Prospective monitoring of BCR-ABL1 transcript levels in patients with Philadelphia chromosome-positive acute lymphoblastic leukaemia undergoing imatinib-combined chemotherapy.Br J Haematol. 2008 Nov; 143(4):503-10.BJ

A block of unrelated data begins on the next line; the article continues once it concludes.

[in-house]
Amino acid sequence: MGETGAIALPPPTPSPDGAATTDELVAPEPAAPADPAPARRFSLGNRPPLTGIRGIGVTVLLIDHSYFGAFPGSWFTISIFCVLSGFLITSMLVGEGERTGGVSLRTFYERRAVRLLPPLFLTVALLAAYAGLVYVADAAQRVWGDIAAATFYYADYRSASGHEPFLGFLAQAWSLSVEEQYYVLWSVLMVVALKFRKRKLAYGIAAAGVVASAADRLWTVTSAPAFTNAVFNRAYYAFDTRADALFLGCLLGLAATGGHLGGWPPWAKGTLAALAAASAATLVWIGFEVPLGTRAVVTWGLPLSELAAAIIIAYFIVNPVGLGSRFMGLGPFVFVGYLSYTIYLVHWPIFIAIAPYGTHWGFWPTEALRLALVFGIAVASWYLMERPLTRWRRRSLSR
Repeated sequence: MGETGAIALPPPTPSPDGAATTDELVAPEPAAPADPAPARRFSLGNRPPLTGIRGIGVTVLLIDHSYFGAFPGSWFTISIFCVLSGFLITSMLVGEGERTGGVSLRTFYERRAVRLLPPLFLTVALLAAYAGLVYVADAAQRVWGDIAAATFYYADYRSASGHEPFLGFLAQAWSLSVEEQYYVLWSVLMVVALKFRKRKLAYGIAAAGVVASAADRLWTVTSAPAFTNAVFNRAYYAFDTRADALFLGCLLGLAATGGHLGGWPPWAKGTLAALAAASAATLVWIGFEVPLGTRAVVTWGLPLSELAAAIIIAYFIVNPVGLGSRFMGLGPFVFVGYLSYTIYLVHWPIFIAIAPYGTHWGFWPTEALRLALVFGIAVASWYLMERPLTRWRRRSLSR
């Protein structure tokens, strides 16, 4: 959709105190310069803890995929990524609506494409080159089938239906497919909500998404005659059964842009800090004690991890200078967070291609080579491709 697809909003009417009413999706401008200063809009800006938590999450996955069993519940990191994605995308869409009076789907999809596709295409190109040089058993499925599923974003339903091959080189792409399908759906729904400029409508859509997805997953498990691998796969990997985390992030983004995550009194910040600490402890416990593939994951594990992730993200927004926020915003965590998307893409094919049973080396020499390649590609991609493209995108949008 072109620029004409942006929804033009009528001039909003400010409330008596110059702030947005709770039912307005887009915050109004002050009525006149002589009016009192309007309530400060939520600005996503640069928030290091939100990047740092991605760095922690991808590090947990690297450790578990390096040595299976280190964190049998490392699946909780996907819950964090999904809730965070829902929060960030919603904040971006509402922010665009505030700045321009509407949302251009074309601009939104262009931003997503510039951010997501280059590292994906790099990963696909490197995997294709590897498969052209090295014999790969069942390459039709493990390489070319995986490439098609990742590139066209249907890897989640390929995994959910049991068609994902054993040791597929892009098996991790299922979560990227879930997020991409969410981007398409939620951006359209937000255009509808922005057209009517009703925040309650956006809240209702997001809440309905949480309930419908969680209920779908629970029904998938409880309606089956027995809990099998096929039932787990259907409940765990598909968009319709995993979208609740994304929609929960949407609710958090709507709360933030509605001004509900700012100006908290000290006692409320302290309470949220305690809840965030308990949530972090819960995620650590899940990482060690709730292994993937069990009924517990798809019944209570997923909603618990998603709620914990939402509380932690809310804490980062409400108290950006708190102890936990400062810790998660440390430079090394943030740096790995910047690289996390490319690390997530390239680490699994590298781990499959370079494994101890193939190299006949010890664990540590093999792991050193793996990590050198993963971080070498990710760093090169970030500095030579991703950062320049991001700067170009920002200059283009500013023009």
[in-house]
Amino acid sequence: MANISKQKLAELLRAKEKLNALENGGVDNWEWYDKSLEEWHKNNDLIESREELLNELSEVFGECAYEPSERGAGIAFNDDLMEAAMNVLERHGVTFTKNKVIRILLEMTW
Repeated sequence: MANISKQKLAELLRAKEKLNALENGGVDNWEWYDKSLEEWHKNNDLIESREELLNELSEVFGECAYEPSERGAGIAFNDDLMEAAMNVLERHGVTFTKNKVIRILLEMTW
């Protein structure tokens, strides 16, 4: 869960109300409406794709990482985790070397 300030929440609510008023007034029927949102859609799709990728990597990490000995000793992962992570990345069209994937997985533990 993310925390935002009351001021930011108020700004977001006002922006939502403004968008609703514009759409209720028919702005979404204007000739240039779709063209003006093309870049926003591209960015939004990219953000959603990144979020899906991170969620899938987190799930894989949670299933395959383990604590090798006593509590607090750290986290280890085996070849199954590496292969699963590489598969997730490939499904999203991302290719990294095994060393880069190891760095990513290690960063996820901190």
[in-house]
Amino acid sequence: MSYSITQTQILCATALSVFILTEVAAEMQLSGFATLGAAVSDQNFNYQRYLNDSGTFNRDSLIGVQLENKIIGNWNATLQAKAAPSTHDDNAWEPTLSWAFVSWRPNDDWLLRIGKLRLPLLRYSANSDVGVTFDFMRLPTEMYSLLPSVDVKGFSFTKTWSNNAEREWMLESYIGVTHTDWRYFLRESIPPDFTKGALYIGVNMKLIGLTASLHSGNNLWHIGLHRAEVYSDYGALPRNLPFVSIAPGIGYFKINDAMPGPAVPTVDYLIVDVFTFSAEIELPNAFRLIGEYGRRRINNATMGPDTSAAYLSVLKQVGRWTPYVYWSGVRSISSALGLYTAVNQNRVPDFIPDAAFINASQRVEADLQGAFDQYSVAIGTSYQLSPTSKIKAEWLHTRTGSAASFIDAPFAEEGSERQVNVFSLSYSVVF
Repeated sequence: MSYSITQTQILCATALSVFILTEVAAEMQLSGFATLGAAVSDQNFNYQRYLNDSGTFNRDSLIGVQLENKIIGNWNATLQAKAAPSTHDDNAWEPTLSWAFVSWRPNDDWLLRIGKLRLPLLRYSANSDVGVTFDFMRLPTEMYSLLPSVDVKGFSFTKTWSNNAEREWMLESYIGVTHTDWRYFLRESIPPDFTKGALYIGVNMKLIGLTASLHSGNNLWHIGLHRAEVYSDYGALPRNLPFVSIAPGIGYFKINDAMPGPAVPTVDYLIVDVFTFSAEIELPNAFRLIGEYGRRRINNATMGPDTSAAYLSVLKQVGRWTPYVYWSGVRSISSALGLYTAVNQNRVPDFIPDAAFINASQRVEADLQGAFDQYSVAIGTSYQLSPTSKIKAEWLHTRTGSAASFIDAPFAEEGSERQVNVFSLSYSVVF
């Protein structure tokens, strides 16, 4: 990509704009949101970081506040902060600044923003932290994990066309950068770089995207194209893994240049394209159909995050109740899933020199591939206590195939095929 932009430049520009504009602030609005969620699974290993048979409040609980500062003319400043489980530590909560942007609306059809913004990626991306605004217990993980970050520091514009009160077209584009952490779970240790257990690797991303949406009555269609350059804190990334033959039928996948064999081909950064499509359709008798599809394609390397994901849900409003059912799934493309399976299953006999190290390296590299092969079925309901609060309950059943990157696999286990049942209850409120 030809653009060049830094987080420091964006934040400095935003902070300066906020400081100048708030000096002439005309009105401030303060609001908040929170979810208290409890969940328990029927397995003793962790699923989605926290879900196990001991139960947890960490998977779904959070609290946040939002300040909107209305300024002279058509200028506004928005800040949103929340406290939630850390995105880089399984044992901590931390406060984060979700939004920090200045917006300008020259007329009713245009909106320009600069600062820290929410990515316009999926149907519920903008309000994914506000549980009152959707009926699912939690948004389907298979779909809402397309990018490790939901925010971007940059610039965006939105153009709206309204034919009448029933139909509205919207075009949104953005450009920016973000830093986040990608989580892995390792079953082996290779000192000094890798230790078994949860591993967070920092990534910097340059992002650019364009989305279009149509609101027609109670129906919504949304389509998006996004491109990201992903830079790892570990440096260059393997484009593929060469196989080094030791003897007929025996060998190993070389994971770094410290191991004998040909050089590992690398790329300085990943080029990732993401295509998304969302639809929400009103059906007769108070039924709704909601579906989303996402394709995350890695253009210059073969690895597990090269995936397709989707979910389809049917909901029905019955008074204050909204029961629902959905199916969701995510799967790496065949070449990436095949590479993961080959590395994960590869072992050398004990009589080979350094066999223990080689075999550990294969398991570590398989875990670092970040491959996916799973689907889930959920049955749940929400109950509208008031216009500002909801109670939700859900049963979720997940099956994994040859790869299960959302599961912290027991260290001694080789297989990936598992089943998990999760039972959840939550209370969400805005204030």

The clinical significance of minimal residual disease (MRD) is uncertain in patients with Philadelphia chromosome-positive acute lymphoblastic leukaemia (Ph+ ALL) treated with imatinib-combined chemotherapy. Here we report the results of prospective MRD monitoring in 100 adult patients. Three hundred and sixty-seven follow-up bone marrow samples, collected at predefined time points during a uniform treatment protocol, were analysed for BCR-ABL1 transcripts by quantitative reverse transcription polymerase chain reaction. Ninety-seven patients (97%) achieved complete remission (CR), and the relapse-free survival (RFS) rate was 46% at 3 years. Negative MRD at the end of induction therapy was not associated with longer RFS or a lower relapse rate (P = 0.800 and P = 0.964 respectively). Twenty-nine patients showed MRD elevation during haematological CR. Of these, 10 of the 16 who had undergone allogeneic haematopoietic stem cell transplantation (HSCT) in first CR were alive without relapse at a median of 2.9 years after transplantation, whereas 12 of the 13 who had not undergone allogeneic HSCT experienced a relapse. These results demonstrate that, in Ph+ ALL patients treated with imatinib-combined chemotherapy, rapid molecular response is not associated with a favourable prognosis, and that a single observation of elevated MRD is predictive of subsequent relapse, but allogeneic HSCT can override its adverse effect.